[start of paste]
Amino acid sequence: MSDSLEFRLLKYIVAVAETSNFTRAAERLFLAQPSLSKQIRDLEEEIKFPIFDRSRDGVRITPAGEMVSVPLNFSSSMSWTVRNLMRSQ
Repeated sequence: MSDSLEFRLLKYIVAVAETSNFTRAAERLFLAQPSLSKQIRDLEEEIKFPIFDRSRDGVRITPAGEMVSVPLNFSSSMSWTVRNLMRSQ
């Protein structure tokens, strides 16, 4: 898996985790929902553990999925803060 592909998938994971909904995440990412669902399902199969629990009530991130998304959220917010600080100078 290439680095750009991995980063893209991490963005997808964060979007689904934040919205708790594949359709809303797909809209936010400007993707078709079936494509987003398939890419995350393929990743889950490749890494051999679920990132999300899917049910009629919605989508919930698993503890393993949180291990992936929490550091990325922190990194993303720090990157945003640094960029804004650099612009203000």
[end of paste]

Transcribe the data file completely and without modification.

Amino acid sequence: MSDSLEFRLLKYIVAVAETSNFTRAAERLFLAQPSLSKQIRDLEEEIKFPIFDRSRDGVRITPAGEMVSVPLNFSSSMSWTVRNLMRSQ
Repeated sequence: MSDSLEFRLLKYIVAVAETSNFTRAAERLFLAQPSLSKQIRDLEEEIKFPIFDRSRDGVRITPAGEMVSVPLNFSSSMSWTVRNLMRSQ
């Protein structure tokens, strides 16, 4: 898996985790929902553990999925803060 592909998938994971909904995440990412669902399902199969629990009530991130998304959220917010600080100078 290439680095750009991995980063893209991490963005997808964060979007689904934040919205708790594949359709809303797909809209936010400007993707078709079936494509987003398939890419995350393929990743889950490749890494051999679920990132999300899917049910009629919605989508919930698993503890393993949180291990992936929490550091990325922190990194993303720090990157945003640094960029804004650099612009203000």